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Judge dismisses Chauvin defense motion to quash trial, but says comments from Representative Maxine Waters ‘could lead to this whole case being quashed’


Rep. Maxine Waters takes off her mask to speak at a signing ceremony for the Paycheck Protection Program and the Better Health Care Act. Associated press / Andrew Harnik

  • Derek Chauvin’s defense cited comments from U.S. Representative Maxine Waters in a motion to quash the trial.

  • Over the weekend, Waters called on protesters to stay on the streets if there is no guilty verdict.

  • Judge Peter Cahill dismissed the motion but said Waters may have appealed to the defense.

  • Visit the Insider homepage for more stories.

Two nights before the jury began deliberating in the Derek Chauvin murder trial, U.S. Representative Maxine Waters visited Brooklyn Center, Minnesota and called on protesters to “stay on the streets” and “become more conflictual ”if there is no guilty verdict.

On Monday, the defense for the fired Minneapolis police officer cited the words to call for the trial to be quashed.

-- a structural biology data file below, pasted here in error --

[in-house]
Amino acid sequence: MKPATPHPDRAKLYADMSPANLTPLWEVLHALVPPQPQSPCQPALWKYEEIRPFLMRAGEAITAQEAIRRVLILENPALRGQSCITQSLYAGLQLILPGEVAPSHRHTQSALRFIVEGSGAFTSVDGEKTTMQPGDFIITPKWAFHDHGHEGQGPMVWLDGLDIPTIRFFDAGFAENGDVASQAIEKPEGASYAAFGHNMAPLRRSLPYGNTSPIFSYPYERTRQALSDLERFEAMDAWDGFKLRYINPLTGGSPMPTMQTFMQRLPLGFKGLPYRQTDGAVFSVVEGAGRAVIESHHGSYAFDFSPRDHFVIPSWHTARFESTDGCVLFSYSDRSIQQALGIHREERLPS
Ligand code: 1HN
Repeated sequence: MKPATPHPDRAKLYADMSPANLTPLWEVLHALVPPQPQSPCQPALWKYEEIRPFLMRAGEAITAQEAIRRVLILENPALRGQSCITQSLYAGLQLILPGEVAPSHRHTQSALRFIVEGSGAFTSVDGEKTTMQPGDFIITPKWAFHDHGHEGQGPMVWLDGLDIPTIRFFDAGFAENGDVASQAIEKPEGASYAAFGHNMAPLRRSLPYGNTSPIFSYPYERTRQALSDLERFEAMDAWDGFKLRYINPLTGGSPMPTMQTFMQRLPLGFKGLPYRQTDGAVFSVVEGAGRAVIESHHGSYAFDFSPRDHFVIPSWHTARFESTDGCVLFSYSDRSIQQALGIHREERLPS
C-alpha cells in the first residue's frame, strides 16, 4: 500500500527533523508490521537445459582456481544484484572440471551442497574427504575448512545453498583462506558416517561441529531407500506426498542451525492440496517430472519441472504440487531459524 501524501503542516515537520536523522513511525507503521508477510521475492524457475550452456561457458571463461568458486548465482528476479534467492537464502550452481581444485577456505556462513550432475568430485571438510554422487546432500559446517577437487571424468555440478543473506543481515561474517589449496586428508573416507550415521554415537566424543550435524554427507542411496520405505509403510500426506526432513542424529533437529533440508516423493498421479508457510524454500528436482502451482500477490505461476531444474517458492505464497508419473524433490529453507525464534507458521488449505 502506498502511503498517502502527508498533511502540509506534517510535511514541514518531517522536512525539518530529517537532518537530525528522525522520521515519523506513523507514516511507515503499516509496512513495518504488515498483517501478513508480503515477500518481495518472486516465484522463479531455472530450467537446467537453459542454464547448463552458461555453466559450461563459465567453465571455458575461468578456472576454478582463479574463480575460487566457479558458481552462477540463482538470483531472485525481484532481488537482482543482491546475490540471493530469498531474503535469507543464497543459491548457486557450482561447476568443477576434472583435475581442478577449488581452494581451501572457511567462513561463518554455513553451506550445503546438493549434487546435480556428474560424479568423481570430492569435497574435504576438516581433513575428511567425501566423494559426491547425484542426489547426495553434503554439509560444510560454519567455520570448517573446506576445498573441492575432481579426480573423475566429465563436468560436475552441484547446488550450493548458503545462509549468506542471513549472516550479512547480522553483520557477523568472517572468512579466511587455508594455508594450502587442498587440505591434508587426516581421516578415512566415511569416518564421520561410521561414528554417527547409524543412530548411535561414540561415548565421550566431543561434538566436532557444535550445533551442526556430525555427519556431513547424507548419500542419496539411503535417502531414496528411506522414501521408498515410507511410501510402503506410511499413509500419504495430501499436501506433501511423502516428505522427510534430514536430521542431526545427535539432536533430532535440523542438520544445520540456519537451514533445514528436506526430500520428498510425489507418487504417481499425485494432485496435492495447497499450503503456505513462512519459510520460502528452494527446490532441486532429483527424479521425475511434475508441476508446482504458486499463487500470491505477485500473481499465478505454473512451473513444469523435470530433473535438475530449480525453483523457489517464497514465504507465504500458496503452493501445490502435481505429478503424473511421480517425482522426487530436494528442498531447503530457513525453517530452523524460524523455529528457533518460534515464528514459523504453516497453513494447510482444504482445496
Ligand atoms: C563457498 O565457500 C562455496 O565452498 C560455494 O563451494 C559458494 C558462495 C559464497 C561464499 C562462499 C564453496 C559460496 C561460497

Defense attorney Eric Nelson said Waters’ comments over the weekend, coupled with Chauvin’s recent content on several fictional TV shows, reinforced his previous argument that the judge should have sequestered the jury and ordered them to avoid all media throughout the trial.

Justice Peter Cahill dismissed the motion to quash the trial. But he spoke harshly of elected officials who spoke out about the trial while it was still unfolding, saying they had a constitutional duty not to interfere with the judicial process.

“I’m going to tell you that maybe Congresswoman Waters appealed to you that could lead to this whole thing being quashed,” Cahill said.

A message seeking comment from Waters’ office was not immediately returned late Monday afternoon.

Cahill said he didn’t think the jury was prejudiced by comments from elected officials because they were instructed not to watch the news. Jurors will be held in a hotel until they have a verdict.

“I wish the elected officials would stop talking about the matter,” Cahill said. “Their failure to do so is heinous, but I don’t think it prejudiced the jury.”

“The opinion of a congressman doesn’t really matter that much,” he added.

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